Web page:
The Art of Racing in the Rain (2008) by Garth Stein was, I think, the 2011 choice for the "One Book One Denver" program that started back in 2004. I like the idea of encouraging reading and I've read all the books they've chosen for this program, including: The Thin Man, The Story of Edgar Sawtelle, and Caramelo as well as some others. It usually leads me to reading books that I would not have otherwise found, and I appreciate the change. I found The Art of Racing in the Rain to be a sweet, quiet story that was hard to put down.
The beginning of the novel begins with Enzo, near death, and telling the story of his life, and through him, the lives of his owners. Enzo is chosen by his new owner, car mechanic Denny Swift, when he is just a puppy. Enzo and Denny's life changes when Denny falls in love with and marries Eve, and they start a family. The family goes through a number of especially tough times and betrayals--all told through Enzo.
I read some reviews, and I think it's a fair critique, that Enzo is often not a recognizable dog. Stein just called him a dog and then voiced all of his own personal likes, dislikes, and world views through him. I wondered why we were supposed to give more weight to Enzo's opinion when he didn't seem much different from any human. Almost all of his knowledge is gained from watching television. Thus, even though there are some meaningful snippets, as far as a book that will show you the meaning of life, I don't think this is the one.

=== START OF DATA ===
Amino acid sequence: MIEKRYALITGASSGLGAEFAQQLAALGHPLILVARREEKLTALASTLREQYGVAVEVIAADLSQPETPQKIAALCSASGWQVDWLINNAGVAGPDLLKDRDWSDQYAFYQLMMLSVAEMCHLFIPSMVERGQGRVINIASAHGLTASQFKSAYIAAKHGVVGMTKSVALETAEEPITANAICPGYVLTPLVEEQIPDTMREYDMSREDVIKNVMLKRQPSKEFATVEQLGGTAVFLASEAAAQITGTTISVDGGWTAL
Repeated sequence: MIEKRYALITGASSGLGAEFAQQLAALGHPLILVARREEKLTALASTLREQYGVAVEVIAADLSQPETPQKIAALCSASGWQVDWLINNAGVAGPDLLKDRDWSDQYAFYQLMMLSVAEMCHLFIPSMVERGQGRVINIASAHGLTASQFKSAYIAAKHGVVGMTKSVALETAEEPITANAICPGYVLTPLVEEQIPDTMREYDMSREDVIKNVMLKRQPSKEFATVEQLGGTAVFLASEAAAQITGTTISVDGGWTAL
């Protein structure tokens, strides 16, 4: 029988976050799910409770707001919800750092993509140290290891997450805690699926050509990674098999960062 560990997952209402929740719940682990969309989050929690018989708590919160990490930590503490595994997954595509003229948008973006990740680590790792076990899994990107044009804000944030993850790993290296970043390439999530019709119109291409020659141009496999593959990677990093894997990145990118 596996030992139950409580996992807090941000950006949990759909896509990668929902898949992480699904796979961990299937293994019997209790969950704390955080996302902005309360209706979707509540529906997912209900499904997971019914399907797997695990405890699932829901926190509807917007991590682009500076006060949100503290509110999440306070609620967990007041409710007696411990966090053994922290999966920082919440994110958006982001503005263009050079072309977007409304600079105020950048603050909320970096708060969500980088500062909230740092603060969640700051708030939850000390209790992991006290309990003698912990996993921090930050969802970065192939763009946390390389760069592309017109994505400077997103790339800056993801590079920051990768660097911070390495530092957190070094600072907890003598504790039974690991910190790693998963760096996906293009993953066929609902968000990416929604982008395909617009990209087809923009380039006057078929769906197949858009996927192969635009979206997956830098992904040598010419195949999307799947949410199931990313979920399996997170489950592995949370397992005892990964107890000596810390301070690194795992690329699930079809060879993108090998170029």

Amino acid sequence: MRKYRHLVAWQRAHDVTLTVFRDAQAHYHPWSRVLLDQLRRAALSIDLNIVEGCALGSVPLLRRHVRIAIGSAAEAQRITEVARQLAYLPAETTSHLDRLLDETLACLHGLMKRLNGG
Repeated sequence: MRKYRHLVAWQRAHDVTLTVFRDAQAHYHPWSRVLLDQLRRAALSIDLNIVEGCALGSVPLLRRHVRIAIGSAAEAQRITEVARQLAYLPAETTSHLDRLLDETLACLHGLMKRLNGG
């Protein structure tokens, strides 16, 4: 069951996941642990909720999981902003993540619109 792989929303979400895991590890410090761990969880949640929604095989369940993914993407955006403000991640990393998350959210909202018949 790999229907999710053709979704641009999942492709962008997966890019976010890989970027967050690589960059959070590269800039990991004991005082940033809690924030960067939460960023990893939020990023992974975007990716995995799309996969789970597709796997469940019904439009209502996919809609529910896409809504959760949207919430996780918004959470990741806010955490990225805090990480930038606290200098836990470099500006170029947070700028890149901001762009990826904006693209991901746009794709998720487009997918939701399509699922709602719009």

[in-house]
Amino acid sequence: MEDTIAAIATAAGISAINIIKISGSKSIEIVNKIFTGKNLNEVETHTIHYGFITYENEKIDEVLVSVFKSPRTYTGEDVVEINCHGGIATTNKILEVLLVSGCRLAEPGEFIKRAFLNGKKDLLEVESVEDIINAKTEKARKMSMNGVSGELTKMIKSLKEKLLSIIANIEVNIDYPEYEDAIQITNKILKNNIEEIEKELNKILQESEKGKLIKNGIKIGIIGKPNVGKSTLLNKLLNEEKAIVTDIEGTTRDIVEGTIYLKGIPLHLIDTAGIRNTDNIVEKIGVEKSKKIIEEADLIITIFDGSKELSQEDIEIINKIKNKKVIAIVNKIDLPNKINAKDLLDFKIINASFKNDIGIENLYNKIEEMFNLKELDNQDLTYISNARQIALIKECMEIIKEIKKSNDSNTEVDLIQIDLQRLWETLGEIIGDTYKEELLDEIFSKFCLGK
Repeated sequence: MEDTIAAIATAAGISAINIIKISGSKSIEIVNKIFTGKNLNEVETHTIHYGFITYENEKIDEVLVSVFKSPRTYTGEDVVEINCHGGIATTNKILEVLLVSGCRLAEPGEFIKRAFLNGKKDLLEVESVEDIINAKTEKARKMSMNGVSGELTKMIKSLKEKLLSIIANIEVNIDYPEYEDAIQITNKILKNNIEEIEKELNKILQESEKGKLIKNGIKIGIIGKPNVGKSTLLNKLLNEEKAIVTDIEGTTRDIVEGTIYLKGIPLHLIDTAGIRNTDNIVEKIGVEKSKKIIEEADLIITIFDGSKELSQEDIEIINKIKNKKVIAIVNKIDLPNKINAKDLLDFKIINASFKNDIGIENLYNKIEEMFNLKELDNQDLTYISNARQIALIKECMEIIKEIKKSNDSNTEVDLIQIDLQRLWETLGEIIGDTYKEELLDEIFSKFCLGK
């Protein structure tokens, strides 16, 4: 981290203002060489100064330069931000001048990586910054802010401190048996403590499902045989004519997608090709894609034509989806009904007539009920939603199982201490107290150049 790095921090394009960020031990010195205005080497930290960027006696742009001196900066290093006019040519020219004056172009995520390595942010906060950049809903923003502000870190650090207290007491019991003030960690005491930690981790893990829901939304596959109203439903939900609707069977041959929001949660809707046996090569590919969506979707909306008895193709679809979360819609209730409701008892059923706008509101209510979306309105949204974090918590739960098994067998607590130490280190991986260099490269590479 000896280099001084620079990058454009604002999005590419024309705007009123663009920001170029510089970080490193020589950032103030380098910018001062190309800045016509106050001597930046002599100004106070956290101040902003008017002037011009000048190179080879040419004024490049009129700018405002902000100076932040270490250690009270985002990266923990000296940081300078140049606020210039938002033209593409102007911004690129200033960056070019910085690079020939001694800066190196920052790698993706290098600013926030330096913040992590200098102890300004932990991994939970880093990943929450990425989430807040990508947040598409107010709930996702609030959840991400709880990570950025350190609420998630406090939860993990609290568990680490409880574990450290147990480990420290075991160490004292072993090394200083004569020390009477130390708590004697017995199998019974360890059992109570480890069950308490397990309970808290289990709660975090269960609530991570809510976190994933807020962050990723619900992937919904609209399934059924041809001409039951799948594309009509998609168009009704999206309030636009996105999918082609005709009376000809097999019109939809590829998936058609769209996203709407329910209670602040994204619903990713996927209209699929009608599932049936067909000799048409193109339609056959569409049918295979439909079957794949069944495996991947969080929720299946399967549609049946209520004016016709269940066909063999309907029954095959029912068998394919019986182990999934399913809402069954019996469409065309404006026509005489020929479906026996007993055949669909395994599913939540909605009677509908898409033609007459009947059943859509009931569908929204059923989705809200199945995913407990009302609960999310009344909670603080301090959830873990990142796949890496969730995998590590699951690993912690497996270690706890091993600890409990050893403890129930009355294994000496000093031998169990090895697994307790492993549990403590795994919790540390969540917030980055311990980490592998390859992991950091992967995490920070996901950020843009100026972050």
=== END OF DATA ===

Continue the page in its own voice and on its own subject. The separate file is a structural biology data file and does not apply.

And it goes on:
"Learn to listen! I beg of you. Pretend you are a dog like me and listen to other people rather than steal their stories."
"To live every day as if it had been stolen from death, that is how I would like to live. To feel the joy of life as Eve felt the joy of life. To separate oneself from the burden, the angst, the anguish that we all encounter every day. To say I am alive, I am wonderful, I am. I am. That is something to aspire to. When I am a person, that is how I will live my life."
However, in the simple telling of a family drama, this book worked for me. I got sucked into Enzo's life and started caring about the characters. There are moments in the book where everything just clicks. Enzo's ongoing struggle to communicate with his owners is surprisingly relatable and Denny's loneliness hurt my heart. I was sitting on the bus crying when I read about Enzo's death. I know this has a lot to do with dredging up the pain of my own dog dying, but I thought it was well done. This novel is more than just a cute story about a dog; it digs a little deeper and makes you feel a little more. However, it does require some suspension of critical thinking and abandoning yourself to the story.